La Rochelle-La Pallice Cruise Port

Port of La Rochelle-La Pallice: An Overview

It's a shame that more ships don't call on La Rochelle, because it can easily keep history buffs, museum mavens, shopaholics and foodies busy for a full day. What's more, it's the gateway to shore excursions that take you oyster-tasting, cognac-sipping or paddling down the otherworldly canals of the Marais Poitevin park, known as France's "Green Venice."

A major Atlantic port since the 13th century, La Rochelle first traded in wine and salt, then was part of the triangular trade with the New World. Evidence of merchant wealth is everywhere in the ancient center -- from medieval slate-roofed half-timber houses, to the fine stone carvings on 16th-century facades, to the arcaded streets where wares were once displayed. However, most of the town's fortifications were destroyed when the staunchly Protestant town was besieged for 13-months by royal Catholic troops in 1627-28.

The Old Port is guarded by three remaining 14th to 15th-century stone towers (clear that photo card!), which stalwarts can climb for great views. You'll also find historic graffiti carved into the walls, including detailed sailing ships, etched by prisoners of war who were once jailed in the towers.

Don't Miss

Cafe Culture: We really advise you to be a flaneur, someone who just wanders, perhaps stopping at an outdoor cafe for an icy platter of shellfish washed down with crisp white wine. Grab a table on the terrace at Andre, right on the Old Port, and check out the interior rooms, too, for the interesting decor at this historic restaurant. (5 rue St-Jean du Perot; 33 5 46 41 28 24; open daily, except December 25, 8 a.m. to midnight.)

Old Town: If you want to dig deeper, there are plenty of attractions around the old town, such as an impressive aquarium with more than 12,000 marine creatures and a multistory rain forest environment or a WWII German bunker that was a nerve center for submarine operations.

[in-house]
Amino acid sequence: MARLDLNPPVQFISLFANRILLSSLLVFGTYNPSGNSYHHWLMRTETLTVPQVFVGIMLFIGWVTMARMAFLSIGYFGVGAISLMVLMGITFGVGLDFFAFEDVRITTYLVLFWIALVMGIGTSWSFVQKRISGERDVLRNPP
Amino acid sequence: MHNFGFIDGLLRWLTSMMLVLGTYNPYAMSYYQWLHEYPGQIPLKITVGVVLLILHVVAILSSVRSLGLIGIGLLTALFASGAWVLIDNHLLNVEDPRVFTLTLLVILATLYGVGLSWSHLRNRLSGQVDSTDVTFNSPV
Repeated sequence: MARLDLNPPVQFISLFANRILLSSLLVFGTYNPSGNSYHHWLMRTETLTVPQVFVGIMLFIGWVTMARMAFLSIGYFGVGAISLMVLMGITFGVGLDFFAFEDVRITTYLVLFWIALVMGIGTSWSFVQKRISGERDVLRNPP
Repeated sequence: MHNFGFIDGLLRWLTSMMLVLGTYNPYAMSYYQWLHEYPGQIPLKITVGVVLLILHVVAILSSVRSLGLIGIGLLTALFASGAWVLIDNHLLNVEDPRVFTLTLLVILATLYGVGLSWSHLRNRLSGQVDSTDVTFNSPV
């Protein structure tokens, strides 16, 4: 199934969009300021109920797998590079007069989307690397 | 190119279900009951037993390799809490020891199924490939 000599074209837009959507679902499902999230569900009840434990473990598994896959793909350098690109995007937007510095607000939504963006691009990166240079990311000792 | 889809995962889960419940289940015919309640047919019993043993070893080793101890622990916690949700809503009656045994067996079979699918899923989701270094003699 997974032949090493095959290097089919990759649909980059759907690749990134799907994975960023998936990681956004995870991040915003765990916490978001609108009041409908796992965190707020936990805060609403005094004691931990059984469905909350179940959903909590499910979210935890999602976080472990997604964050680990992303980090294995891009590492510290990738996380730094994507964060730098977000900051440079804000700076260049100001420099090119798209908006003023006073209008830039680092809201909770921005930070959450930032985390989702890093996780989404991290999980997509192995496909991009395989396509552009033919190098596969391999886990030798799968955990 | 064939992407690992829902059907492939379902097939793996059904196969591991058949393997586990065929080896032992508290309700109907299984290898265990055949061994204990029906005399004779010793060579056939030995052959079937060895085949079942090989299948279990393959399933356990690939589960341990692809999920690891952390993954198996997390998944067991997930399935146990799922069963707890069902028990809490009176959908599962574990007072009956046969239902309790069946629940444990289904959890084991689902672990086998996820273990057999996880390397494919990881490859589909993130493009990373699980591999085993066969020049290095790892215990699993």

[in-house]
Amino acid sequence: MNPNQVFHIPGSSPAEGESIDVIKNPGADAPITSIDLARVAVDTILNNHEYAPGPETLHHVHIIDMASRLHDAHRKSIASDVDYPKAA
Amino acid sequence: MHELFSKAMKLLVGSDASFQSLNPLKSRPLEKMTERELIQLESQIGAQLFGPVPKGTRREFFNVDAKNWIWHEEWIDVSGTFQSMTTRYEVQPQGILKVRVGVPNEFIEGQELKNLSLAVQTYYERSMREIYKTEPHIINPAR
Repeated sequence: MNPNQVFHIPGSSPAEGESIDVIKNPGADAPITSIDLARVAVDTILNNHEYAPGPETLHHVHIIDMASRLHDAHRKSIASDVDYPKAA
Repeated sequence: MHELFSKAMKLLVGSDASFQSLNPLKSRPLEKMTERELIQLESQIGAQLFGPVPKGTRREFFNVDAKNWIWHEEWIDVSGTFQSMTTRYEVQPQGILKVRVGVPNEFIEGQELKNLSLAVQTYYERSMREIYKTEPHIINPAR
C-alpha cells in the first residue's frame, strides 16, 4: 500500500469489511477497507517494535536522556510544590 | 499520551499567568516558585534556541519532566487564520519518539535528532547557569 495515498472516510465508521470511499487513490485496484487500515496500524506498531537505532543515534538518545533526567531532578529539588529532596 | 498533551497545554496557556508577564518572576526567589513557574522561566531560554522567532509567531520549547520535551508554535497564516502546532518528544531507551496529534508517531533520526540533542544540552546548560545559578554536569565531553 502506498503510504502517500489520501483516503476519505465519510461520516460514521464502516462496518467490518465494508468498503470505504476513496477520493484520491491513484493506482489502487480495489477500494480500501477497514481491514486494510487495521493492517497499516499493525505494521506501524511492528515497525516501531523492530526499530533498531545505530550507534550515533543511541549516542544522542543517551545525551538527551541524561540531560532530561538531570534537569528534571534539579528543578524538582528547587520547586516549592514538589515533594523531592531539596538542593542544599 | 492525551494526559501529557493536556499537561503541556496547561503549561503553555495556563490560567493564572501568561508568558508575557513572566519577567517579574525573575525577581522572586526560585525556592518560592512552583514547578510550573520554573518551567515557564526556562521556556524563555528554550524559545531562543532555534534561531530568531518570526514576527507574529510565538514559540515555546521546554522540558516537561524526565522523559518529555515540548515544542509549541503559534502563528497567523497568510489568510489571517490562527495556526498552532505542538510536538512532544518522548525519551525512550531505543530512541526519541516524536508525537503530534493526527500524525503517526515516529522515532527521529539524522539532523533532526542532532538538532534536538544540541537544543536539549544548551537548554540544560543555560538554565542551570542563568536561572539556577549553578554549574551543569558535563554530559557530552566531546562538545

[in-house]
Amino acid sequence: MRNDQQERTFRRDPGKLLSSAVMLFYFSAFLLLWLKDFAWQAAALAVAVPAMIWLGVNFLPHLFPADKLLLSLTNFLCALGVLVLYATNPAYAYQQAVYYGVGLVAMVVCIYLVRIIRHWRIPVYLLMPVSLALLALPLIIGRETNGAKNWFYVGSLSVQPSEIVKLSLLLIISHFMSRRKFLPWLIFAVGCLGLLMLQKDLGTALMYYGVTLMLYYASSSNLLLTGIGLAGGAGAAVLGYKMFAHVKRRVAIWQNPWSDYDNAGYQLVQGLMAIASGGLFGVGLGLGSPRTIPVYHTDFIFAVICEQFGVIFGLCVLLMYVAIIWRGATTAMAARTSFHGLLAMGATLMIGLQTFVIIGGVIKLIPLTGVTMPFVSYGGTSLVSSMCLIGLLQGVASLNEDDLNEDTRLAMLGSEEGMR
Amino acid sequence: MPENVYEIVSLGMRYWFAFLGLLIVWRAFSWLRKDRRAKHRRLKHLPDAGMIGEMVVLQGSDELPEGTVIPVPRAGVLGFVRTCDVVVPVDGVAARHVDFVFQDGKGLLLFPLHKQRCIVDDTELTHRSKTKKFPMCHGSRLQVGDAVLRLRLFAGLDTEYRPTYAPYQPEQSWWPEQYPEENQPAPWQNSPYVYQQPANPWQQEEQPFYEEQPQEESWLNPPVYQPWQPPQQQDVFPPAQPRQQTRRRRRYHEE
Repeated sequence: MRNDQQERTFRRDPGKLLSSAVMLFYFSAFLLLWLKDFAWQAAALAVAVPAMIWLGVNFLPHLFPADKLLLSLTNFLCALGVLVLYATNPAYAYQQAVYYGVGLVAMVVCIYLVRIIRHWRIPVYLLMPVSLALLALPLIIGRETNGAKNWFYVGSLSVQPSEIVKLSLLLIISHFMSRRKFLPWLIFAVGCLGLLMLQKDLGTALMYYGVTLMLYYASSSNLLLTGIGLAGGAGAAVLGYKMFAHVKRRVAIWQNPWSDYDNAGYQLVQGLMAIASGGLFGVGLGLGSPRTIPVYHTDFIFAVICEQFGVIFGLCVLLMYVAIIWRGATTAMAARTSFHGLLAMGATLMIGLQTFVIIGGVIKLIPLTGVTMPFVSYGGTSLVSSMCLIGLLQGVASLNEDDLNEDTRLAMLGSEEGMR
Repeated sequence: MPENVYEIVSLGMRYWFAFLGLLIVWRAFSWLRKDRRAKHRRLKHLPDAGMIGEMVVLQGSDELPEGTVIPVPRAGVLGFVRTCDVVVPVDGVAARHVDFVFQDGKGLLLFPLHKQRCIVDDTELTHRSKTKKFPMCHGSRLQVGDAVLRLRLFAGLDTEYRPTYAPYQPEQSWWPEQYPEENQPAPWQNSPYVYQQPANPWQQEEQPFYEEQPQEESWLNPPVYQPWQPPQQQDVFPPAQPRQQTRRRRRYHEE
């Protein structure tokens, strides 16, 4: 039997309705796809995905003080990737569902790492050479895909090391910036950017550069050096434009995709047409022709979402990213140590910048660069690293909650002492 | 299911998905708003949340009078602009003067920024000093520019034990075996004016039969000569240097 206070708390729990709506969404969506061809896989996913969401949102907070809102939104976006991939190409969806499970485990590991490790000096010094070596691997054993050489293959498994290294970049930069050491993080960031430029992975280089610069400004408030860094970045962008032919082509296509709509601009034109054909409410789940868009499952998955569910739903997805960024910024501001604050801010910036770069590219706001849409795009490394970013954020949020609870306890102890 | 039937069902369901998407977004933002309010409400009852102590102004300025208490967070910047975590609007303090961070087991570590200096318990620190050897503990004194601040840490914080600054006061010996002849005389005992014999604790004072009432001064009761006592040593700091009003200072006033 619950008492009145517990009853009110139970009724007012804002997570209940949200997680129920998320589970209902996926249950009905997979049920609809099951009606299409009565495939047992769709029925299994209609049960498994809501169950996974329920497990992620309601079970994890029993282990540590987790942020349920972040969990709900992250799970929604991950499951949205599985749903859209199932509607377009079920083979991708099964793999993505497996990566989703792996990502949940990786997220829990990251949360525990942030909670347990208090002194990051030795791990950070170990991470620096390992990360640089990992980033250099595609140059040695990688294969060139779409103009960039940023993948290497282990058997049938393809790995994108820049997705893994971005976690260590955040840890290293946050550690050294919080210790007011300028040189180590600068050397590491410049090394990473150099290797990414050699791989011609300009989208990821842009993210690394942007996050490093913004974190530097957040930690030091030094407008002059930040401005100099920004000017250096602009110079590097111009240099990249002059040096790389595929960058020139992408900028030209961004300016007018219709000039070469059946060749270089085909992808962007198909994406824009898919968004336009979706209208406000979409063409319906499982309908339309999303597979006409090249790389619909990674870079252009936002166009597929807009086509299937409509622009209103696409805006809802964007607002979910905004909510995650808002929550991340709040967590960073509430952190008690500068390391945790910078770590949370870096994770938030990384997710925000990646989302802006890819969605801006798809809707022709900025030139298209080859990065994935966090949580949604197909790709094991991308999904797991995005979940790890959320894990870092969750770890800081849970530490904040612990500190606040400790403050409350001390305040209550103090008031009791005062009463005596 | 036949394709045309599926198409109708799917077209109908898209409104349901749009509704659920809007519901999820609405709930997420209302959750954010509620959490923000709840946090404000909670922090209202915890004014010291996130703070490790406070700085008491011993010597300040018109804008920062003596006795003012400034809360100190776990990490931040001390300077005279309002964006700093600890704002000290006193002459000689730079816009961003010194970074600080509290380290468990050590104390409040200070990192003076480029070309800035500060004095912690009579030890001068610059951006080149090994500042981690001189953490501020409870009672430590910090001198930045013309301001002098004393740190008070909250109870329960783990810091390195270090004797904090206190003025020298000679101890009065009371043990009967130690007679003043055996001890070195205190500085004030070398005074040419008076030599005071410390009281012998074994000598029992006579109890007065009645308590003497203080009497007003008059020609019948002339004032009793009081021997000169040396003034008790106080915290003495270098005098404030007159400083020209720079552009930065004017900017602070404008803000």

Museums: Museums include the fascinating New World Museum, where the collection of paintings, sculpture, old maps and more gives you a look at how La Rochelle's traders viewed America (10 rue Fleuriau; 33 54 64 1 46 50; opening hours vary); the dockside Maritime Museum, with a flotilla of old boats (Place Bernard Moitessier, Bassin des Chalutiers; 33 5 46 28 03 00; open daily 10 a.m. to 6:30 p.m. from April 1 through October.); the Fine Arts Museum, housing a collection spanning the 15th to 20th centuries (28 rue Gargoulleau; 33 5 46 41 64 65; 9:30 a.m. to 12:30 p.m. and 1:45 p.m. to 5 p.m., closed Tuesday, 2 to 6 p.m. Saturday and Sunday); and the Museum of Natural History, with a collection that started in the 18th century. (28 rue Albert 1er; 33 5 46 41 18 25; closed Monday, 10 a.m. to 7 p.m. Tuesday to Friday, 2 to 9 p.m. Saturday and 2 to 7 p.m. Sunday.)

Currency & Best Way to Get Money

The currency in France is the euro; for current currency conversion figures visit or There are no ATMs at the port, which is in an industrial area north of town, but they are plentiful at banks in La Rochelle. Credit cards are usually accepted at most businesses.


The language is French, but locals who interact with tourists speak at least some English, as do tourist office staff.

For More Information

On the Web: La Rochelle Official Website

Cruise Critic Message Boards: France Ports

The Independent Traveler: France Travel Guide

--By Gayle Keck, Cruise Critic contributor

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